So, as we walked through the entire event, I felt a little “pang” in my gut. I felt as if I was cutting myself short by not running the event. I watched women and men of all ages and sizes run past me, covered in mud and feeling empowered.

As we completed one obstacle at a time, I realized something. I realized that I still hate running and the only reason I wanted to run is because everyone else was running. In reality, who cares? So what if I can’t run, some of the runners couldn’t pull their own weight. That doesn’t make them any less competitive. That doesn’t make them less worthy of feeling empowered.

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Once again, my big sister taught me a lesson by smiling and being herself. One’s empowerment does not come from Mudderella. One’s empowerment comes from inside! It comes from being able to handle a wacky 11 year old, curious 15 year old, stepchildren, former Marine husband, being an entrepreneur, and let’s not forget the trying relationship between the dogs and cat.

Honestly, we should already feel empowered with our daily accomplishments. I doubt anyone could handle my life without crying, and I doubt that I could handle yours. We all have different emotional, psychological, and physical strengths.

Retired in style!

Retired in style!

Mudderella was a BLAST and I would totally do it again! I will try to train and probably fail again, but I will be OK with that. I love working out and being outdoors but running isn’t that important to me. Simply put, I don’t like how it makes me my body feel. One twelve minute treadmill mile is my personal best, and that’s OK. So, for all you runners: GO GET IT GIRLS! YOU ROCK! For all of you who like to read about running in hopes that you’ll be inspired enough to complete your first 5K or Mudderella: I’LL TOTALLY WALK IT WITH YOU WITHOUT SHAME!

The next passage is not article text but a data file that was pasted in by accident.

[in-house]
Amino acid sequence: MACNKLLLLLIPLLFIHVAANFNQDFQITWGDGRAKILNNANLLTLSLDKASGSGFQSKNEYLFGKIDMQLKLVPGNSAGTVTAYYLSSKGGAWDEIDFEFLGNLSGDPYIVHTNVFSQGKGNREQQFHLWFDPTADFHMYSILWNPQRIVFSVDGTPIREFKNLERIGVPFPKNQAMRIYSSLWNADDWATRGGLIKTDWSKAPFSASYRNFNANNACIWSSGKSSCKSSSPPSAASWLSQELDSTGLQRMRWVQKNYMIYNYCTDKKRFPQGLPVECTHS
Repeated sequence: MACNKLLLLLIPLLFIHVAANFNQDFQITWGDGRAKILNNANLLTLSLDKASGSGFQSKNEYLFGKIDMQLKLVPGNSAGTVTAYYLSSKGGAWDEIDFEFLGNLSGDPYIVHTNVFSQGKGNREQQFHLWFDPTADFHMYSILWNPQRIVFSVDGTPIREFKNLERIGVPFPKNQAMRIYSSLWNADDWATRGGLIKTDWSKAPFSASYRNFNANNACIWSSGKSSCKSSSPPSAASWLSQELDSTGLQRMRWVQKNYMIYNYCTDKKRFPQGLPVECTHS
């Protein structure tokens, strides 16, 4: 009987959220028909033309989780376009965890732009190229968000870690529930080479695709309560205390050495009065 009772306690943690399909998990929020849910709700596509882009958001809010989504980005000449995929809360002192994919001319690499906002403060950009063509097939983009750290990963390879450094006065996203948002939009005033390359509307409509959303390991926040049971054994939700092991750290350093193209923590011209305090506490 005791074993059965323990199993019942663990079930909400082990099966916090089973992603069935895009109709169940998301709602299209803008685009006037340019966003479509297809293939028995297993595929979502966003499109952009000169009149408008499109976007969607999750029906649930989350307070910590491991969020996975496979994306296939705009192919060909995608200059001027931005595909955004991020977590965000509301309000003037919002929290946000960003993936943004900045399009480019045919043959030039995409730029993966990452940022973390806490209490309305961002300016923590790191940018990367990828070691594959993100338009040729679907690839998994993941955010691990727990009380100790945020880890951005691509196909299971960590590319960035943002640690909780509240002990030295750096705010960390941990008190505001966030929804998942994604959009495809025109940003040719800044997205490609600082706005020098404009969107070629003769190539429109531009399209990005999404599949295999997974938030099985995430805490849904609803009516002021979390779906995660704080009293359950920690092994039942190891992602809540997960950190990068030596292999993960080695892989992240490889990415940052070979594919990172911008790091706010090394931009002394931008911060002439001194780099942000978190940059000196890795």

Who cares how you finish the race? Whether you walk or run, the distance and obstacles are all the same. Besides, you still get the Mudderella Finisher t-shirt at the end.

I deem my first Mudderella a success! Next will be the Inflatable 5K… now that looks like a fun time!

Ana Soley is an entrepreneur who opened her own business with her husband, Fast Response Plumbing, LLC She’s having a great time raising 2 kids and 2 stepkids while trying to keep her humble abode from imploding. Loves the outdoors, kayaking, archery, walking the dogs, and hiking. She’s a big fan of a good sweat but hates running, as can be determined by this blog post.

Tuesdays With Meri